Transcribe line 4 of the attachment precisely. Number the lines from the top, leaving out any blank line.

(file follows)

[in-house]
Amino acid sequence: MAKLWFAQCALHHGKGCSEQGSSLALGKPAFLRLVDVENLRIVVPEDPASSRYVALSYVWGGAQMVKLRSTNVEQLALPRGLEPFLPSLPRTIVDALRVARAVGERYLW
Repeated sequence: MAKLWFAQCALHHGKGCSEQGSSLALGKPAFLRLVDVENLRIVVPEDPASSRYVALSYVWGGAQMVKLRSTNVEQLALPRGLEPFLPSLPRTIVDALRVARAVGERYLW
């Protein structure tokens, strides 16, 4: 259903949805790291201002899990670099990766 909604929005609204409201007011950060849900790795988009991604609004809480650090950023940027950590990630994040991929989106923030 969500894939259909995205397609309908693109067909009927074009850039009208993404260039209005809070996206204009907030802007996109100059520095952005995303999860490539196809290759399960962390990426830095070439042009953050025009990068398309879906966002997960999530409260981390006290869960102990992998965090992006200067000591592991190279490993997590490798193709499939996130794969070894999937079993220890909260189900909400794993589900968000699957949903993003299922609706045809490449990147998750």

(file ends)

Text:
């Protein structure tokens, strides 16, 4: 259903949805790291201002899990670099990766 909604929005609204409201007011950060849900790795988009991604609004809480650090950023940027950590990630994040991929989106923030 969500894939259909995205397609309908693109067909009927074009850039009208993404260039209005809070996206204009907030802007996109100059520095952005995303999860490539196809290759399960962390990426830095070439042009953050025009990068398309879906966002997960999530409260981390006290869960102990992998965090992006200067000591592991190279490993997590490798193709499939996130794969070894999937079993220890909260189900909400794993589900968000699957949903993003299922609706045809490449990147998750």